Lethbridge Herald, The (Newspaper) - April 8, 1974, Lethbridge, Alberta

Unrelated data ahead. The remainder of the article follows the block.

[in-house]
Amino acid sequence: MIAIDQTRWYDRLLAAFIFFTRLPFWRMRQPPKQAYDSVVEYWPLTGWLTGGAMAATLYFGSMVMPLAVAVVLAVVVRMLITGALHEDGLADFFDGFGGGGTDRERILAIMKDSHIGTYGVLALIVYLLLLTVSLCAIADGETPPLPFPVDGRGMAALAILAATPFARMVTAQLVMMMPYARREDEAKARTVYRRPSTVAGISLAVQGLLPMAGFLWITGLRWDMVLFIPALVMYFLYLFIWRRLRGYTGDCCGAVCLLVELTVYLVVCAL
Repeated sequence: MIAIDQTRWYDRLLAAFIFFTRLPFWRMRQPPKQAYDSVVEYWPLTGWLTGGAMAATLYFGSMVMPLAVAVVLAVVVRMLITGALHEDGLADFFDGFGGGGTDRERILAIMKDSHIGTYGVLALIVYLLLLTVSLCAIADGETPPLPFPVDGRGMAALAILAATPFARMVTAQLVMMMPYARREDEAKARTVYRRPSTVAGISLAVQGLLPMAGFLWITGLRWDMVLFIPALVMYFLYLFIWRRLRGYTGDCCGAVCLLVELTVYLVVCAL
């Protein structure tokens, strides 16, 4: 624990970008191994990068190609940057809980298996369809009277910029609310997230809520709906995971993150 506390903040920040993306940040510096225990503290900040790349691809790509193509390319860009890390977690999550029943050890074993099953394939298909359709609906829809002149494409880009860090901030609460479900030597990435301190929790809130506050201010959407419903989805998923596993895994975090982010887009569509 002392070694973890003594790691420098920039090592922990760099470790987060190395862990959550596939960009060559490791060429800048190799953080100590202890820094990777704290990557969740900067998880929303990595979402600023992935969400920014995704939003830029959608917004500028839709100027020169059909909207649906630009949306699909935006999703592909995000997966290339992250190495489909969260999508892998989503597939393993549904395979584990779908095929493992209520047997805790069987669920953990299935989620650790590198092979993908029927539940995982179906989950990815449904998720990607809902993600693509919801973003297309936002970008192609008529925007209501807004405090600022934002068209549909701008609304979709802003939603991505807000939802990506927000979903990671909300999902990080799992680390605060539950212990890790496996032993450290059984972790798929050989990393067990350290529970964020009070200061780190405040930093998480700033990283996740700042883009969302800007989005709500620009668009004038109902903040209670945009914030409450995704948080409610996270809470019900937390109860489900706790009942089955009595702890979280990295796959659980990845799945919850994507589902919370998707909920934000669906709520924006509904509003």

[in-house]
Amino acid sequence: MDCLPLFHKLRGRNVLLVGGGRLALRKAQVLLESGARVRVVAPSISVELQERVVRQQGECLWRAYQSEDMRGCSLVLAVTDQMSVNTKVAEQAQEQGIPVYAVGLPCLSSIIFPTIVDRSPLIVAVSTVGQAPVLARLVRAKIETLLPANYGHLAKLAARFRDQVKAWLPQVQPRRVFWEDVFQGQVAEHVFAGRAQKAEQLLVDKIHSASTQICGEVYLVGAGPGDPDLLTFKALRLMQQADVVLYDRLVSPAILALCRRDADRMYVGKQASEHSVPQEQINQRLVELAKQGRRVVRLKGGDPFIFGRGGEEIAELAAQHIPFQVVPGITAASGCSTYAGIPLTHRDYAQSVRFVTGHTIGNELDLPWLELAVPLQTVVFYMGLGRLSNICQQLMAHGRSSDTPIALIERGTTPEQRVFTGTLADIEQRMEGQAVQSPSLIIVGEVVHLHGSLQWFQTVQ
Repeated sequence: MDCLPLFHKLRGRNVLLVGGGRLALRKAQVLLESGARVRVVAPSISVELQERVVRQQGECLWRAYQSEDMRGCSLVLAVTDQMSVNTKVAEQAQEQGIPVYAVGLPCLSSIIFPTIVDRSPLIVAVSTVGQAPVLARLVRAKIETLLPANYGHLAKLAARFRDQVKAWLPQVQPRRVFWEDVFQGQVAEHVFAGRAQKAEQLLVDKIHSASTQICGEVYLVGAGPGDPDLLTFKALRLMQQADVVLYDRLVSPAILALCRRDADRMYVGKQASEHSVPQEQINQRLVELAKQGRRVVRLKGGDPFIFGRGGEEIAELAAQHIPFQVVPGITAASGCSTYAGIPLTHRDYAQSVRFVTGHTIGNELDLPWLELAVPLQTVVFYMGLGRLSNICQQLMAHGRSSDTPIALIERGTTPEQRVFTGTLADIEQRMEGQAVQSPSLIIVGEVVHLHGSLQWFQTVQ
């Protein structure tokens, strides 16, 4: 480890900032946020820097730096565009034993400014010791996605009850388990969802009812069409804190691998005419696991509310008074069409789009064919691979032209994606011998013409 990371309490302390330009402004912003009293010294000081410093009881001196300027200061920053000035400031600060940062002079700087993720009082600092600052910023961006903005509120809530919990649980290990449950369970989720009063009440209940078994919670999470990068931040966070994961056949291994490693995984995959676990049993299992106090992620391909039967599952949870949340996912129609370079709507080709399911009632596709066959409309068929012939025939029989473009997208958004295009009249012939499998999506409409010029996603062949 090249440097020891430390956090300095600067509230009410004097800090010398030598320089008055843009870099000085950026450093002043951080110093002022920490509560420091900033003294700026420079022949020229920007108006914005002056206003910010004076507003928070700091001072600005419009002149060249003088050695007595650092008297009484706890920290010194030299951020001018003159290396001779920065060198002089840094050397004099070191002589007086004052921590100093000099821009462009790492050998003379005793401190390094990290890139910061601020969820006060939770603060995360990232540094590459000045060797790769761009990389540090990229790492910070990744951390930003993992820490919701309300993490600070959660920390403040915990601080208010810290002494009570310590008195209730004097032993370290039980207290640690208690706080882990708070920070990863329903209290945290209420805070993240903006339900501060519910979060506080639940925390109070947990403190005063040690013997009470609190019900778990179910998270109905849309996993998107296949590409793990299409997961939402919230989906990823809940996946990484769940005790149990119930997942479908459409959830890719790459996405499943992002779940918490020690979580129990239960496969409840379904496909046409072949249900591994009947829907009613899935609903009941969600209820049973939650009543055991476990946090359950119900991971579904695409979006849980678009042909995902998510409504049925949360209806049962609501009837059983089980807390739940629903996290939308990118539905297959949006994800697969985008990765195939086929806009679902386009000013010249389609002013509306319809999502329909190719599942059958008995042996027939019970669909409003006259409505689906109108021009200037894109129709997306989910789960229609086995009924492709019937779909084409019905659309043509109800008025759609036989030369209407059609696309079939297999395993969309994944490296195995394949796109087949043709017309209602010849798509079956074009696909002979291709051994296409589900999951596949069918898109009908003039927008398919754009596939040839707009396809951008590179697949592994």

4-THE LBTHBRIDGE HERALD Monday, AprM 8, OWNER TRANSFERRED AND ANXIOUS TO SELL! This lovely 2 year old 3 bedroom home is ideal for the larger family. The living room is nicely carpeted Basement is fully developed with a large rumpus room, bedroom, large den and bath Thto honw to value priced at PLEASE NOTE! haw a good aatactton of MOBILE HOMES for SALE Ranging In prica from ART WILLIAMS REAL ESTATE ft INSURANCE CantraVWageMall Phona 328-8184 By STEVE KRUEGER KAMLOOPS, BC (CP) In the two years since flood waters ripped through one Kamloops subdivision and threatened hundreds of other homes little has been done to prevent future flood damage and Mayor Gordon Nicol blames the provincial government. Mayor Nicol said in a re- cent interview that the pro- vincial government has not lived up to its commitment to share part of the cost of a Thompson River Basin Diking Authority, which would build dikes around Kamloops. "Other than a ban on new construction on the flood plain, the government just hasn't done anything. We aren't any better off today than we were two years ago. There is no question that we need a diking authority "We're lucky this year. There hasn't been much snow and the snow survey bulletin (issued by the provincial water rights branch) says the runoff shouldn't be too heavy.'' ASSORTED MEN'S, LADIES' AND CHILDREN'S SHOES Clearing at V and LADIES' HANDBAGS C tearing now at W and I Our new Spring stock is now in, drop in and browse around! Jlcitci Centre Village Mall, Lethbrldge LEFT: The marshy area In the foreground marks the spot where a sand dike protecting the newly-opened Oak Hills subdivision col- lapsed in June, 1972, letting through dirty water from the flooding North Thompson River. Kamloops troubled by the floods On June 2, 1972, a sand dike at the south end of the then newly-opened Oak Hills subdivision and Oak Dale mobile home park failed, letting in millions of gallons of dirty water from the flood-crested North Thompson River. More than 100 homes and 80 mobile homes were damaged in the flood Damage was estimated as high as million. The provincial government organized an improvement district in the subdivision last summer to pay the a-year maintenance cost on a new, engineered dike built last year Oak Hills, a part of the unincorporated area of Westsyde at the time, was developed with the permission of the B.C. highways department and Thompson Nicola Re- gional District. Like any other subdivision, homes, streets and sewers were inspected by authorities as they were 'built. inspection No one ever inspected the dike, however, because of a lack of clear jurisdiction by any government body. As the North and South Thompson Rivers neared record levels in late May and the first 38 hours of 'June; 1972, the developers of Oak Hills maintained the dike was sound and would resist the force of the water Shortly before 3 p.m a passing water board truck driver noticed water bubbling up from a sandy area 50 feet inside the dike. Called "piping, "the sand was being eroded by a force of water that had dug a tunnel beneath the dike that was widening every second. Seconds later, a 100-yard- long section of dike collapsed and water cascaded among the mobile homes, floating a dozen off their temporary foundations Within 20 minutes, the entire development was flooded. It took six hours to rescue the last stranded residents by boat but miraculously the only casualties were three people who suffered cut feet from walking over glass in the water. Mayor Nicol and others said after the Oak Hills disaster that the area should be closed as a residential area Cost prohibitive He said it would cost more to repair the damaged homes and rebuild the dike than it would to buy out the owners and return the area to its original cattle grazing area that became a "swamp during every spring freshet period. Today, a new dike has been one designed by a team of Calgary engineers noted for their dike and canal construction The new dike not only protects the Oak Hills development, it cuts through the Westsyde Park just north of the subdivision and protects several hundred homes lo- cated on low land near the park The area now is within the newly expanded city and is the responsibility of the new municipal council Mayor Nicol was one of those who led the demand for a separate jurisdiction to cover diking costs at Oak Hills He said the city had nothing to do with allowing the project to proceed and should not be liable to protect it from future flooding. While the Oak Hills development was the only one actually flooded during the 1972 record flood crests, many other areas of Kamloops were under a watery siege for almost two weeks. Only one area appears to be destined for removal from the housing area between the river and a large city park. Centra Village Mall Phom 328-8980 A Special Someone? 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